Clinical question: Does the implementation of a handoff program lead to improved patient safety?
Background: Communication failure at the time of handoff of patient care from one resident to another is a significant cause of medical errors. Programs to improve the quality of handoffs have been created to reduce such errors, but few have been rigorously evaluated.
Study design: Prospective cohort study.
Setting: Inpatient units at nine pediatric residency programs in the United States and Canada.
Synopsis: The study team evaluated the impact of the I-PASS Handoff Bundle (illness severity, patient summary, action items, situation awareness and contingency planning, and synthesis by receiver) from January 2011 through May 2013. Compared with the pre-intervention period, there was a 23% reduction in medical errors in the post-intervention period (24.5 vs. 18.8 per 100 admissions; P<0.001), a 30% reduction in preventable adverse events (4.7 vs. 3.3 events per 100 admissions; P<0.001), and a significant increase in the inclusion of all key elements of handoff communication. There were no significant changes in duration of handoffs or resident workflow.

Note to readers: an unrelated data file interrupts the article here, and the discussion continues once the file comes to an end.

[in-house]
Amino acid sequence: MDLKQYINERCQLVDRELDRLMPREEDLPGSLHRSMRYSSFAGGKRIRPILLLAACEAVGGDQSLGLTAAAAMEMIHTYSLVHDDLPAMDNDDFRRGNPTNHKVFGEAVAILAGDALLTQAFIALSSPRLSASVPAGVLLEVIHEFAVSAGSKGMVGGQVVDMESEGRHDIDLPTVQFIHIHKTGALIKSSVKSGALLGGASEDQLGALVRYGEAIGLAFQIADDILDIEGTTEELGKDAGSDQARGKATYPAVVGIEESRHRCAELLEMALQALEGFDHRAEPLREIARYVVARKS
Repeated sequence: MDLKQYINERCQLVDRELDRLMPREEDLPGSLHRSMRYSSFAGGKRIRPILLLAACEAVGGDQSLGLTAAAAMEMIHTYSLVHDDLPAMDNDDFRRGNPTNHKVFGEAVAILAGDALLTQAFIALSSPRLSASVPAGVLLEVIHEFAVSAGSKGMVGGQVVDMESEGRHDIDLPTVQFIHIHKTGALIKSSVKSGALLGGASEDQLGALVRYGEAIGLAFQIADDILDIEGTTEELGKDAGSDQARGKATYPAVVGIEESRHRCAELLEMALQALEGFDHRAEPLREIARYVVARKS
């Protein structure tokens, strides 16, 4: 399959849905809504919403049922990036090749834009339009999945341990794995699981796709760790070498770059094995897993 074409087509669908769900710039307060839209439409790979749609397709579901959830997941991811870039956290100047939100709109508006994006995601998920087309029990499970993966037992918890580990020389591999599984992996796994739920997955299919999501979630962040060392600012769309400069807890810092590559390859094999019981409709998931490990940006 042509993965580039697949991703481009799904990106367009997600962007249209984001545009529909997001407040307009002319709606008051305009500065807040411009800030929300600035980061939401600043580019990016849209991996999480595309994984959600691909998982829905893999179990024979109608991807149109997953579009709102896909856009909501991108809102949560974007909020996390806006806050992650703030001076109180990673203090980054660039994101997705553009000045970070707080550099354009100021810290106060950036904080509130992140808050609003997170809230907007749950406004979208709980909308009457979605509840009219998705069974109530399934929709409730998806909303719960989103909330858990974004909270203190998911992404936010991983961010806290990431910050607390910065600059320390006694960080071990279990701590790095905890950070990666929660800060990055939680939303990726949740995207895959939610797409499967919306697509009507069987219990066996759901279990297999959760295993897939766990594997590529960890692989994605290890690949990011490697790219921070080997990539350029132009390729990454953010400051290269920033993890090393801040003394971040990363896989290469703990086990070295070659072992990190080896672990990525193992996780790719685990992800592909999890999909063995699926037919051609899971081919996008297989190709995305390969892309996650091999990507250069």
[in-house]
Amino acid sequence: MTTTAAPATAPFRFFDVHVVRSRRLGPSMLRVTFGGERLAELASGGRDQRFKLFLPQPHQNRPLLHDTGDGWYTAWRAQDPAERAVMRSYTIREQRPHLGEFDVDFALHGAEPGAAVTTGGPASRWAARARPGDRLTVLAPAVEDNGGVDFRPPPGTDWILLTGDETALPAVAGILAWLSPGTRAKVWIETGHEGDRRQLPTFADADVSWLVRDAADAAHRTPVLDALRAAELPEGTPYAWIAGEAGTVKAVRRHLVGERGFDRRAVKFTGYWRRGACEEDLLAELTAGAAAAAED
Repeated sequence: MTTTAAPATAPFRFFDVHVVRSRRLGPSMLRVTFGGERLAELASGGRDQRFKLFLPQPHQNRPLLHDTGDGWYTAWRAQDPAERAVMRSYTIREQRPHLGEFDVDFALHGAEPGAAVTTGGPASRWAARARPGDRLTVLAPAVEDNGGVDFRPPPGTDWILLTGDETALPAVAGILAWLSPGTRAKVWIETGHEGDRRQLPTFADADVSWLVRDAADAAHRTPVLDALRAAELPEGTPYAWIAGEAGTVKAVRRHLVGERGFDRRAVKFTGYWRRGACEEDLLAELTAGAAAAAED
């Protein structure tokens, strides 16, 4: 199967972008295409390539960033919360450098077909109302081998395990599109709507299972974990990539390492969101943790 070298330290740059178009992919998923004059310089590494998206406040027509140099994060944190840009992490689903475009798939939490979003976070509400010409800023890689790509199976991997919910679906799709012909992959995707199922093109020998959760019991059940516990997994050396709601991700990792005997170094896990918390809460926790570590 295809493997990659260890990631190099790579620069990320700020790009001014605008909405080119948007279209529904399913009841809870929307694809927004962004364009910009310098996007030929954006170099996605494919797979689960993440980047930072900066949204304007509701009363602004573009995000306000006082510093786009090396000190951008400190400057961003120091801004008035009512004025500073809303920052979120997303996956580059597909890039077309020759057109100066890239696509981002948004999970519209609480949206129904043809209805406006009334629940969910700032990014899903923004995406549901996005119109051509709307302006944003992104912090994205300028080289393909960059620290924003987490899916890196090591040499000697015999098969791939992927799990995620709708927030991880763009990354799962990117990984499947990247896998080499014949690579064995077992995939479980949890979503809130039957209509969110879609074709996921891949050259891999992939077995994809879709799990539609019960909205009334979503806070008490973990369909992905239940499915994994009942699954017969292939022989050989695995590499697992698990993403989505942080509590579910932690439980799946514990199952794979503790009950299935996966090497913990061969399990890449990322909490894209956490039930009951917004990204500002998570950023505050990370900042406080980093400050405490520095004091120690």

Given the emphasis placed on teaching reliable communication to trainees, many residency programs are developing curricula on proper handoff practices. Although the pre-post nature of this study prevents a causal relationship from being established, the outcomes provide evidence in support of this particular handoff improvement program.
Bottom line: The I-PASS Handoff Bundle might reduce preventable adverse events and medical errors without significant impact on handoff duration or resident workflow.